Leaving ADDIE for SAM...? Using the successive approximation model of design

Who is SAM?

Kaleda Ruck, Presenter

ADDIE vs. SAM in Real Life Examples

Carol Moore and Audrey Ranney, Presenters


You and your friends are planning to float the Illinois River on inner tubes this weekend, but you know your employer will be contacting you at some point to go over a project. You are getting close to evaluation time, and a promotion and raise could hinge on your ability to take the call whenever it comes in. You also know that there is a good chance that everything you take on the river with you will likely get wet at some point during your float trip. Work with your group to come up with an original design idea to keep your phone dry but still handy enough that you can hear it and answer it before it sends the call to voicemail.


  • Must keep phone dry
  • Must keep phone protected against sun/heat
  • Must be where you can reach it and answer it quickly
  • Must be kept clean
  • Must be protected from being lost
  • Use only items that are not intended for this purpose in real life (in other words, think of household objects that have a different intended purpose.


You notice that when people charge their devices, they often have to look for the cord, then bend down to retrieve it because it won't stay on the desk/table/other surface. Work with your team to create a solution using the items you have been given, with your table as the surface on which you want the cord to remain.


DO NOT POKE ANYTHING WITH THE PUSH PINS!!! They are for design idea use ONLY!

Discussion Prompts:

  • What did you like about each?
  • What did you not like about each?
  • Which model do you feel like you would prefer to use?
  • Are there different situations that you think might call for different models?
Differences Between ADDIE and SAM

Teresa Hightower, Presenter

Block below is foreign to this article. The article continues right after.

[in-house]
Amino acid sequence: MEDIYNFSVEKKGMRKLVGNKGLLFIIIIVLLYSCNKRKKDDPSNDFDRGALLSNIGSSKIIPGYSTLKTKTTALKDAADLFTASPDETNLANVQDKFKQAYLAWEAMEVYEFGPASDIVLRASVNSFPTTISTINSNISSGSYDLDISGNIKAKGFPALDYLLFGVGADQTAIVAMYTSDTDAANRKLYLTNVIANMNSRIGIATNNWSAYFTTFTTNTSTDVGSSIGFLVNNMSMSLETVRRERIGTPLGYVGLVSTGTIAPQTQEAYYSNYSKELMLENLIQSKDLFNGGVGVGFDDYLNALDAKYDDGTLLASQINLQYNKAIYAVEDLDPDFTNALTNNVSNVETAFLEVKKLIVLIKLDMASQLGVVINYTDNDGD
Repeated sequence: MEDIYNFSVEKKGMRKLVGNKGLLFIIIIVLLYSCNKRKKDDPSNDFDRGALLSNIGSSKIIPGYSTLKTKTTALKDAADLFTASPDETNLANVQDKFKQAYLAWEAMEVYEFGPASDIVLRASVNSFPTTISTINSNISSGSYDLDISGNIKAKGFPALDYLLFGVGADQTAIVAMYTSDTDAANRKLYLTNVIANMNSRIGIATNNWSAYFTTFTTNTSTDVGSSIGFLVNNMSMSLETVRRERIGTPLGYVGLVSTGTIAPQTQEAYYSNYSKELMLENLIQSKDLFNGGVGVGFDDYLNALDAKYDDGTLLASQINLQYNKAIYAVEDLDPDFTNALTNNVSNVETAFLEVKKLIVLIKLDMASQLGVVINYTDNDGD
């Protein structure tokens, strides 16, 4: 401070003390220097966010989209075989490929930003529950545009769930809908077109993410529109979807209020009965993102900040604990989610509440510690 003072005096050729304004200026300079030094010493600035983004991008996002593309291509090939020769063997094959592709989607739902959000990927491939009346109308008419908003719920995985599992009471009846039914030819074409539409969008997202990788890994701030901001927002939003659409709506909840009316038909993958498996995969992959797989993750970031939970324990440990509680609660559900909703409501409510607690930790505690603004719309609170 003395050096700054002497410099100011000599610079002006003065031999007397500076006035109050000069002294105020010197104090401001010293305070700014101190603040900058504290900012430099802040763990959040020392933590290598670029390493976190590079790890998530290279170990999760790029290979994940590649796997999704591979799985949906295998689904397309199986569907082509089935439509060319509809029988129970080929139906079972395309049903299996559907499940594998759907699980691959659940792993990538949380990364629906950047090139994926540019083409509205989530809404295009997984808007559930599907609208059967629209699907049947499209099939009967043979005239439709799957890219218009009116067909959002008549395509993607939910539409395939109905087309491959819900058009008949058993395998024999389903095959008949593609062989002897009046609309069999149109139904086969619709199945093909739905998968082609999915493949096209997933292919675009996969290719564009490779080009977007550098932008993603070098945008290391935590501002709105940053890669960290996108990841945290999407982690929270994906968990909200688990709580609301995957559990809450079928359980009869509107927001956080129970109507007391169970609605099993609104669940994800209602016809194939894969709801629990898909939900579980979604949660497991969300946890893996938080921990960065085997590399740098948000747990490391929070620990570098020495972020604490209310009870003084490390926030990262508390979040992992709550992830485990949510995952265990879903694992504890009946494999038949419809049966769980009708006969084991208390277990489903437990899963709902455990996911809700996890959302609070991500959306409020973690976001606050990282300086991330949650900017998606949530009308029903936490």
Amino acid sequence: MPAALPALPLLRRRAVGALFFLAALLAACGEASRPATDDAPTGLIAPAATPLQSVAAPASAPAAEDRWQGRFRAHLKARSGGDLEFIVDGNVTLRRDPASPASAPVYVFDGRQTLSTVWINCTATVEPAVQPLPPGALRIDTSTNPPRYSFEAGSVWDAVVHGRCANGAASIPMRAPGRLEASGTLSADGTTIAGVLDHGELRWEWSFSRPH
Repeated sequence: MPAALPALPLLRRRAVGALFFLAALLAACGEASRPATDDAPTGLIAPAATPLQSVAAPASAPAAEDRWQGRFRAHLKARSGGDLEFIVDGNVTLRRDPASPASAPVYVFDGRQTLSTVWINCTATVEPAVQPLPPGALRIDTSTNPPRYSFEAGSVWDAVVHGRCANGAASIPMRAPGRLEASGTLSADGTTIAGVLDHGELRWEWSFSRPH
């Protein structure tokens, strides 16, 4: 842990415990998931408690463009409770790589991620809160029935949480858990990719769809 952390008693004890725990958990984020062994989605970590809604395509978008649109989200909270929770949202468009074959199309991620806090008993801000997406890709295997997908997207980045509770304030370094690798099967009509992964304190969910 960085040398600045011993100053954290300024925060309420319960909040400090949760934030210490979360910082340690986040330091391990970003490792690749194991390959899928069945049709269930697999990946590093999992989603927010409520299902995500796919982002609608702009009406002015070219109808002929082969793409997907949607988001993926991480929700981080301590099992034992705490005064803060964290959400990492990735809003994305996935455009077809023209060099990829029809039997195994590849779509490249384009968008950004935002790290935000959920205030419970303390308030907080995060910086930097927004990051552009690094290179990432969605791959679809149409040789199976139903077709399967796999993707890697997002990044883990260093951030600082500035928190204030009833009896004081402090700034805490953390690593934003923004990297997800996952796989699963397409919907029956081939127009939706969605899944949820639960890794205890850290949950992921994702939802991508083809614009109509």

SAM/Rapid Prototyping

What: SAM stands for Successive Approximation Model. This is an instructional designer’s development model that fosters creativity and is practical.

How It Is Different From Standard Addie Model:

  1. SAM approaches the development of instructional design products by addressing the performance need through iterations, repeated small steps, rather than with perfectly executed giant steps.
  2. SAM challenges the notion of moving through a linear process (like ADDIE) from Analysis to Evaluation as an effective strategy for designing learning events intending to produce greater performance.
  3. SAM addresses the roadblocks such as product quality, meeting timelines and budgets, and managing SMEs.
  4. Most importantly, SAM is an agile e-learning development process built specifically for the creation of performance-driven learning.

The Agile Advantage of SAM:

Sam starts with performance so that clients end with performance. SAM focuses on learner experiences, engagement, and motivation over content organization, presentation of information and post tests.

SAM has a 3-step process:

  • Preparation
  • Iterative Design
  • Iterative Development
SAM1 and SAM2

Jakey Dobbs, Presenter

SAM Process


Instead of starting with a long, drawn-out evaluation of the existing or “needed” content, SAM starts with the preparation phase—where you gather information and get all the background knowledge. This is intended to be a very quick phase.

Iterative Design:

This phase begins with the Savvy Start, the initial collaborative brainstorming meeting that establishes the foundation for a successful project. The Savvy Start focuses primarily on performance and will serve as the project kickoff meeting and the main environment for all project team members to converse. Throughout the Savvy Start and the Iterative Design Phase, your team will be rotating through design, prototype, and review.

Iterative Development:

Much like the Iterative Design Phase, in the Iterative Development Phase your team will rotate through development, implementation, and evaluation. You’ll start with your design proof, moving to Alpha and Beta, before finally rolling out the Gold. As the instructional product is being developed, you continually analyze and evaluate, so that at any point if a change needs to occur, it can happen quickly and limit any risk of the project moving out of budget or time.


Created with images by http://tvorbaweb-stranok.sk - "keyboard"

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